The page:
Amid the festivities of Brown University’s graduation in May 2015, Dima Amso, associate professor of cognitive, linguistic and psychological sciences, sat down for lunch next to Professor Beshara Doumani, director of Middle East Studies at the Watson Institute.
It was not serendipity, as Doumani first thought. Instead, Amso had attended several Middle East Studies events on Syria and was now seizing the opportunity to propose an unusual collaboration. Now, less than a year later, that collaboration has attained international proportions with a conference at Brown on April 8 and 9.
“Since 2011, many of us have been watching the situation in Syria with growing alarm — it’s a major crisis — and wondering, maybe privately, what we can do,” Doumani said. When Amso appeared at the lunch table, he said, “We got to talking and quickly established that we were both thinking about what we can do. Meeting with Dima was an unbelievable catalyst.”
The pair’s goal, now shared among a team of five brain science and Middle East experts at Brown, has been to learn how their scholarship and science could help people who are providing aid to refugee children from Syria and, perhaps, around the world. They have never presumed they know what to do. Instead their approach has been to engage with those who are already helping, to understand how they could contribute.
From the start it was clear to Amso, who studies how early life stress, such as living with socioeconomic disadvantage, can affect cognitive and behavioral development in children, that while many aspects of the underlying science are universal, the contexts in which she hopes to apply them are not. Her work mostly takes place in Providence, where stresses for many children are very real, but very different than those among Syria’s millions of refugees.
But Doumani, Joukowsky Family Professor of Modern Middle East History, focuses much of his scholarship on family and social history, particularly among Syrians and Palestinians. Moreover, the associate director in Middle East Studies, Sarah Tobin, was already working closely with Syrian refugee communities in Jordan, for instance to investigate how the reality of refugee life was being portrayed — and often skewed — in Western media.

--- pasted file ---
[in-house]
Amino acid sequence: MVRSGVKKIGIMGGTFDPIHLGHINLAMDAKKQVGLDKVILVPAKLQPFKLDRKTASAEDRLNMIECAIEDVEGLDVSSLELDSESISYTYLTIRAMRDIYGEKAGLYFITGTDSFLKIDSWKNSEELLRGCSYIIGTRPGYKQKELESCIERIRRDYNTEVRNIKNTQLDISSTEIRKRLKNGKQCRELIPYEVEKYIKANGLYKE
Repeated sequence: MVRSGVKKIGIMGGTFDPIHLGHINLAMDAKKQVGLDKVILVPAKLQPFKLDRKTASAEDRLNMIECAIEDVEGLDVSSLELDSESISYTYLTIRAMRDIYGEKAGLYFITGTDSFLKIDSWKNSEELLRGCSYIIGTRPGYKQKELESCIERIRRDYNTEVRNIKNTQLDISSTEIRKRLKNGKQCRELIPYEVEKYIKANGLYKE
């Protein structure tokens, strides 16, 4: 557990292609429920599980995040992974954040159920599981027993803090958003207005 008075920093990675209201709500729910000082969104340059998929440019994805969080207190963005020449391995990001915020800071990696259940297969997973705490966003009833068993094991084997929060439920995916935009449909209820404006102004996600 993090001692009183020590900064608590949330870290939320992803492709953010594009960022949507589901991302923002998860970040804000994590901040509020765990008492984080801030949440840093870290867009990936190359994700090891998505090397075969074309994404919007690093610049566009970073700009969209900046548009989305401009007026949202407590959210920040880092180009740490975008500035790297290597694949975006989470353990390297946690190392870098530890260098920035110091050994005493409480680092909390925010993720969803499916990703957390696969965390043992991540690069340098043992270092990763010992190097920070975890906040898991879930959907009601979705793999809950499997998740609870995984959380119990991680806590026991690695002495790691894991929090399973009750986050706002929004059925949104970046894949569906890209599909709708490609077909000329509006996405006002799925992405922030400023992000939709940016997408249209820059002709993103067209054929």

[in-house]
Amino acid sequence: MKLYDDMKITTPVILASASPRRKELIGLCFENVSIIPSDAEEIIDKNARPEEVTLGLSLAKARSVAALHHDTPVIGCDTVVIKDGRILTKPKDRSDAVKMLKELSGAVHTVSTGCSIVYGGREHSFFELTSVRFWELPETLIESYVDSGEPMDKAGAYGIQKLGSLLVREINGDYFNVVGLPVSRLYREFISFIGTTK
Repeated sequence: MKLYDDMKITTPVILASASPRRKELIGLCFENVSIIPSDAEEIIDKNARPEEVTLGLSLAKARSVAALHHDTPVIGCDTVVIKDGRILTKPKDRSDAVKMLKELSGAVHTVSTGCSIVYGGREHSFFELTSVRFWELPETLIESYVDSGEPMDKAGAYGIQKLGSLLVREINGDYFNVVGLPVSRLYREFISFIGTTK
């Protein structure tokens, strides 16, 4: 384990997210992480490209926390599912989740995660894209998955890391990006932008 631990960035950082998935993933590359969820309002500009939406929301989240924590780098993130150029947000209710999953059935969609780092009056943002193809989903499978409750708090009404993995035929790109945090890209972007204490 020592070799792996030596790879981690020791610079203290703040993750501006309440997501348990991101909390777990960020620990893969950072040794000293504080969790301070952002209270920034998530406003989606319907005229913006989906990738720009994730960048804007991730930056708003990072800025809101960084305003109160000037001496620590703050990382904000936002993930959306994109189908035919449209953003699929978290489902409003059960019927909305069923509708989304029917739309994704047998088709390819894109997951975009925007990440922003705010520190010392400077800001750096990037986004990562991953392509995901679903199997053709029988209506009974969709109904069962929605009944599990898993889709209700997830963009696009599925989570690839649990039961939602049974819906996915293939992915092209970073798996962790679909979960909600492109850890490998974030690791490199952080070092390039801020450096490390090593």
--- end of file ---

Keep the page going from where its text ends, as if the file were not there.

During the fall, the group grew further to include Dr. Carl Saab, neuroscience and neurosurgery associate professor (research), who studies pain, which is a source and form of stress, and its effect on the brain. He already knew Doumani and Amso, so when she called, he needed no time to see how meaningful the effort could be.
“From the first words that she uttered I immediately recognized this would resonate with my scientific interests, but also I was born and raised in Lebanon, so I have seen humanitarian crises on a global scale,” Saab said.
The group also included third-year international relations concentrator Tala Doumani, Beshara Doumani’s daughter. Initially Tala was to shadow the team, but her previous experiences in working with Palestinian refugees and her academic work on international humanitarian organizations made her an active member. She had hoped to become involved with helping Syrian refugees as that crisis grew.
In January, the quintet took a 10-day fact-finding trip to Jordan to understand the urgent situation there firsthand and to open a dialogue with staff members of governmental and non-governmental organizations and the United Nations who were working with children both in refugee camps and in Jordanian host communities.
“We kind of went in saying, ‘What are the correct questions that we should be asking?’,” Tala Doumani said.
Their fieldwork was funded by Amso’s James S. McDonnell Scholar Award in Understanding Human Cognition.
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